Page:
It’s not every day that a composer pens a hit song that is recognized for half a century, let alone a song that stands among the most requested bar band numbers of all time. Nonetheless, that’s precisely how things worked out for Bonny “Mack” Rice.
— TheWrap (@TheWrap) June 29, 2016
Born in Clarksdale, Mississippi, in 1933, Mack Rice grew up with great affection for the “race music” of the 1940s and ’50s. According to a 2007 interview with Memphis’ The Commercial Appeal, Rice evinced no early interest in becoming an entertainer himself, but enjoyed listening to Charles Brown, T-Bone Walker, and Amos Milburn. Rice told interviewers that before his family moved to Detroit, a Clarksdale childhood friend by the name of Ike Turner tried unsuccessfully to teach him to play piano.
When Mack Rice was 17 years old, the family moved north to Detroit where Rice quickly changed his mind about music as an avocation. He started singing in a group called The Five Scalders and won several local talent contests. Rice was drafted into the U.S. Army and sent to Germany shortly after graduating from high school. After serving several years in the armed forces, Mack Rice returned to the family home in Detroit in 1955. It was then and there that Rice’s mother saw a classified ad looking for musicians in the local newspaper. Rice auditioned for and won a part in the band, The Falcons. Eddie Floyd and Wilson Pickett were bandmates until Pickett decided to go solo in 1963. As Rice told The Commercial Appeal, he’d written “a few things” with the Falcons and “had a few ideas” about songs. One of those songs wound up being a huge hit for former Falcons singer Wilson Pickett.
In 1966, former Falcons bandmate Eddie Floyd was touring with Stax session musician Steve Cropper in support of their new hit record, “Knock On Wood.” Cropper convinced Rice to write songs for singers on the Stax label, says Michigan’s WZZM 13. Although Mack Rice remained a Detroit resident for the rest of his life, he made the commute back and forth to Memphis from 1967 until Stax records closed their doors in the early 1980s. Today, the Museum of American Soul Music occupies the site where Stax Records once stood as “Soulsville.”
While working at Stax, Rice penned numerous hits, including “The Funky Penguin, Pt. 1” for Rufus Thomas, “Cadillac Assembly Line” for Albert King, “Respect Yourself” for the Staple Singers, and “Cheaper to Keep Her” for Johnny Taylor.
According to the Detroit News, the original title of the song that Rice is best known for was “Mustang Mama.” Ford’s sportiest sports car was turning heads when Rice’s friend Aretha Franklin told him she thought the song would work better with a woman’s name in lieu of “mama.” He changed the name to “Mustang Sally” and soul music history was born. Rice recorded his own version of the song on the Mercury/Blue Rock label, but it went nowhere.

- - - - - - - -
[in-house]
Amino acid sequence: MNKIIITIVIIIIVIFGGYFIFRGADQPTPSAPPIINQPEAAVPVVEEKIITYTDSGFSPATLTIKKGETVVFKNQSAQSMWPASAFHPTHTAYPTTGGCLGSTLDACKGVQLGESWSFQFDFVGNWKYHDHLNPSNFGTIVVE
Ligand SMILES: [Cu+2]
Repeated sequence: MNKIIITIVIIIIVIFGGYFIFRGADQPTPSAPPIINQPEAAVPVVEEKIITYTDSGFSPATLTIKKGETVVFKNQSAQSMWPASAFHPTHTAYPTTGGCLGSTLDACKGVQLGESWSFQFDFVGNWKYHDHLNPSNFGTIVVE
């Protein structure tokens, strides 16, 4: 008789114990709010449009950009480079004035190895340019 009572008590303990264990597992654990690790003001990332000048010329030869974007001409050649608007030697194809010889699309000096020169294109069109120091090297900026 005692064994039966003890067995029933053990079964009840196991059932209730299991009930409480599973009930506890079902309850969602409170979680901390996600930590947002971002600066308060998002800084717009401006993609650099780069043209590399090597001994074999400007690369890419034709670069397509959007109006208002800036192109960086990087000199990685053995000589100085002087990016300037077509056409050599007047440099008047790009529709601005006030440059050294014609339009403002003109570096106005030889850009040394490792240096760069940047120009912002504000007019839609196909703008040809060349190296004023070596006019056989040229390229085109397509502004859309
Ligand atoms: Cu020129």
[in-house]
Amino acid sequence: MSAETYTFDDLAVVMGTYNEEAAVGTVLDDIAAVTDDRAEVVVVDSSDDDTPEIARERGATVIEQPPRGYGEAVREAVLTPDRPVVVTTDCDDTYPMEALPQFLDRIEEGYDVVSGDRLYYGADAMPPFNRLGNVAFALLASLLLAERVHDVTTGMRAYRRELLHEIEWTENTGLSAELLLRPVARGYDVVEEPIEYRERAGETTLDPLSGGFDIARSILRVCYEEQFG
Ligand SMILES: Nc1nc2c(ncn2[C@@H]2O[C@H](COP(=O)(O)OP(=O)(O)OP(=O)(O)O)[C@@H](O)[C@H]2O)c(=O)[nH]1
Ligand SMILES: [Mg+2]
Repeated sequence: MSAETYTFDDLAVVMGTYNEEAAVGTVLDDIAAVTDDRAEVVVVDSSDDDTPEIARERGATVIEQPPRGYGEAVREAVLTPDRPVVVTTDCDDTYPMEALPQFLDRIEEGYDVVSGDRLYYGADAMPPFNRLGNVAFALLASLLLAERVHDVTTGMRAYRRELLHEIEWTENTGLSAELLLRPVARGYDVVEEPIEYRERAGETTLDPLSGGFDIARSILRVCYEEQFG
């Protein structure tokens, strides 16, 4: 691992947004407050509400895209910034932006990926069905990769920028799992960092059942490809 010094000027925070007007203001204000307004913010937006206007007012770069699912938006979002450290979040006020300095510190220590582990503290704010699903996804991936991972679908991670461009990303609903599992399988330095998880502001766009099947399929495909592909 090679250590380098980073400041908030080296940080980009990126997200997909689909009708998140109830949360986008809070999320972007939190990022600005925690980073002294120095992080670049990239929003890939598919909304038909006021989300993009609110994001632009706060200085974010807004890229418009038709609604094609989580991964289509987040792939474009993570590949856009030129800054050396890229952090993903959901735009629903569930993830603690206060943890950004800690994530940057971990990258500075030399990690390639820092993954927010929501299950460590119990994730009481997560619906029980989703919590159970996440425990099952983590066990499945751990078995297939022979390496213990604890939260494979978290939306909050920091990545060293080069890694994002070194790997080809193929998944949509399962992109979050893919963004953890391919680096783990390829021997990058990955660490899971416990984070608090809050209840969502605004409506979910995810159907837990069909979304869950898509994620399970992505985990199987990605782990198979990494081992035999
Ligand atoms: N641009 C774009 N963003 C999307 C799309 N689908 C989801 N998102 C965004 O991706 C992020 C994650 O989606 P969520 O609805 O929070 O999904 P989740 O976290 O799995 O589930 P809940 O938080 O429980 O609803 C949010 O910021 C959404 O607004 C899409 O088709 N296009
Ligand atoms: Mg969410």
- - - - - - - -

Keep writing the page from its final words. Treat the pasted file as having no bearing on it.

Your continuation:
“Mustang Sally” has been recorded by numerous artists, including the Young Rascals who included the song as the B side of their mega-hit, “Good Lovin’.”
With Deep Sympathy we report the loss of "Sir" Mack Rice…… https://t.co/rpyPt5eSCu
— Chicago Blues (@mychicagoblues) June 28, 2016
Rolling Stone magazine’s 500 Greatest Songs of All Time ranked Wilson Pickett’s cover of”Mustang Sally” at #441 in 2010, noting that the song nearly wound up on the floor of Fame Studios in Muscle Shoals, Alabama. In fact, the reel containing the freshly recorded number somehow flew off the machine and shattered. According to legend, studio recording engineer Tom Dowd was able to retrieve the tape and Pickett’s hit song was spared.
Scott Bomar of the Memphis-based R&B band the Bo-Keys remembered Mack Rice.
“I was completely in awe of him. He was like this mythical songwriting giant — he’d written ‘Mustang Sally’ and ‘Respect Yourself’ and all these songs that were lesser known but just as amazing like ‘Money Talks’ and ‘Tina the Go-Go Queen.’
“He was a real spiritual person. He had a real kind spirit, a very kind man and thoughtful human being. And that came through in his songs. When he saw human suffering or injustice it affected him and his way of working through it was to write a song about it. He was writing songs in an era when a song actually had the ability to change people’s hearts and minds.”
Rice family friend Pat Lewis made the announcement that the songwriter died from complications of Alzheimer’s disease at his home in Detroit on Monday night. Bonny “Mack” Rice was 82.
[Photo by Adrian Sainz/AP Images]